Before re-arranging, transplanting and adding a couple more Astilbe three years ago, I built a short, nearly-circular retaining wall which features a Pinky Winky Hydrangea. The retaining wall adds a layer of visual interest and enabled me to enhance the soil for the hydrangea, which catches sun from late morning to mid-afternoon. To edge the inside of the retaining wall, I’ve put in some annuals along with some Lamium “Aureum” that will ultimately surround the hydrangea.
Rodgersia, Rodgersia, where for art thou, Rodgersia?
A large, striking and very interesting broad leaf plant is the Rodgersia. It’s named for Admiral John Rodgers, who brought one back from Japan in the late 19th century. These plants are ideal for a boggy shade garden. They like constantly moist soil and the leaves can dry out quickly in wind, so putting them in a protected and moist area is important. We don’t have a bog, so I planted these in a low area next to the woods in the southwest quadrant of our yard, which is rich in humus and always damp. They get some morning sun and are protected by ferns, shrubs and Pagoda Dogwood to the back, and flanked by Ligularia on the left, which also enjoy constantly moist soil and protection from the afternoon sun.
The Rodgersia have done very well in this protected spot. Additional protection is provided by some anti-deer/rabbit spray after the plants start coming up in the spring and until they are fully leafed out. This will insure a nice flower spike in late spring.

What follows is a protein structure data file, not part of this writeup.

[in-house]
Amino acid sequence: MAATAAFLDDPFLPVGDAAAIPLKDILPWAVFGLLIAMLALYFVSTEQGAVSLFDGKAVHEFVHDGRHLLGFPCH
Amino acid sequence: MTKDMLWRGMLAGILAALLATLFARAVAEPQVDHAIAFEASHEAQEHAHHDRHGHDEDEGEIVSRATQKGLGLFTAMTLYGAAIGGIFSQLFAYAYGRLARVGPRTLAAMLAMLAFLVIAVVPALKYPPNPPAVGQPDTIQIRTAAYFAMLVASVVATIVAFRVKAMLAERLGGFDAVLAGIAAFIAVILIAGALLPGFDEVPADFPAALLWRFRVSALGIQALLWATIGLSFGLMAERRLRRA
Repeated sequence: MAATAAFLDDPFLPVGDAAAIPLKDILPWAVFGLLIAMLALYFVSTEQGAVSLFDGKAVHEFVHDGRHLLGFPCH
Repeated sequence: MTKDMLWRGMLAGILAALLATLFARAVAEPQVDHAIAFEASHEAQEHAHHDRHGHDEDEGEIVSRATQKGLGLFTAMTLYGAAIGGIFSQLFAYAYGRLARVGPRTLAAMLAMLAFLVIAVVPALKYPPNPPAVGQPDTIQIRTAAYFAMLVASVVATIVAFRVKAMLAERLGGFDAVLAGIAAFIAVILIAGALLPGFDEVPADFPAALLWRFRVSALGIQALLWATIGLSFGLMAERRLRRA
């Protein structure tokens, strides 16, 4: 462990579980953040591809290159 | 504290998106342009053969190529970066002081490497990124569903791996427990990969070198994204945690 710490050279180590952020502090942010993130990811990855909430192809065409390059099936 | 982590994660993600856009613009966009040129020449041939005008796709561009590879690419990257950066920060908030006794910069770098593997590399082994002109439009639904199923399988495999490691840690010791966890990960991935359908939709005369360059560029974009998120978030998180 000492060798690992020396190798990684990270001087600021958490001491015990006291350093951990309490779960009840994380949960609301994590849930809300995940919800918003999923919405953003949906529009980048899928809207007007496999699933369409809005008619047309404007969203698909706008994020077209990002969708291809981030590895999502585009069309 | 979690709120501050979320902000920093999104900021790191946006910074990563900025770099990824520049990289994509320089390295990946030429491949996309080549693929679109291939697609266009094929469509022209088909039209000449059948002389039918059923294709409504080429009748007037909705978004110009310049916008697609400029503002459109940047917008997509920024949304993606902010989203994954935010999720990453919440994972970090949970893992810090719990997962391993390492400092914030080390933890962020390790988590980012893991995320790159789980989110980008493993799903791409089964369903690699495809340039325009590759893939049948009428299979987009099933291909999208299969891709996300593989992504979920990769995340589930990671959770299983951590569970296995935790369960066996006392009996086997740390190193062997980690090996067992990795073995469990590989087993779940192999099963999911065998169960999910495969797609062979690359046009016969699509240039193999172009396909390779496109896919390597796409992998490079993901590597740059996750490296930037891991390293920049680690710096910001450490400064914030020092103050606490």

This picture was taken in June and shows their flowers, which have a slight licorice scent. Early in the season the leaves are a light to medium green, but as the season wears on they will take on an attractive bronze cast. It’s a great plant for contrast against the dark greens and purples of the Ligularia and the blue of the Sieboldiana hosta that can be seen behind them, and, not shown, the hosta “June” with its yellows, greens and blues bordering the lawn in front of them.
For the fifth year in a row our May, a normally wet month, was dry. Less than a half inch of rain fell this May, with only two other May’s on record having had less. This is hard on young plants trying to get a start on the season. Luckily it has been cool. The windier conditions we’ve had are drying enough without adding heat to the equation.
The forecast is calling for a chance of rain everyday over the next several days. I hope we get some everyday, the ponds and lakes are low. We are down about three inches on the year, and last year we were down eight inches.
What can we do? Reduce the size of our lawns, and reduce the affect the sun has on drying the earth by planting trees and shrubs.
Should we water our lawns? Yes, but when it is really dry, we need to think of saving trees and shrubs, too, if not first.
Water is a precious resource, and we don’t want to waste it. Many people think watering trees and lawns is a waste. However, not watering will invite weeds, which have to be dealt with through labor and/or herbicides that may be damaging to the environment. Trees, shrubs and plants have greater value than grass, except in native grasslands–the prairie. The time invested in a tree is valuable, too. Lose one, and it takes years to replace, plus the plant life that has adapted to living beneath the canopy also suffers. Replacing trees, plants, and lawns is costly, so avoid it by taking care of the plants you have.
Nature abhors a void, and will fill it with a plant or two not wanted in that spot, the true definition of a weed. Healthy lawns keep weeds out. A lawn that is drying up and dying, and even a lawn getting thin, invites weeds. Herbicides are expensive and generally aren’t healthy for life in general, but it’s how most people deal with weeds. So, be good to the environment, your pocketbook, and to your lawn and other plants by watering smart.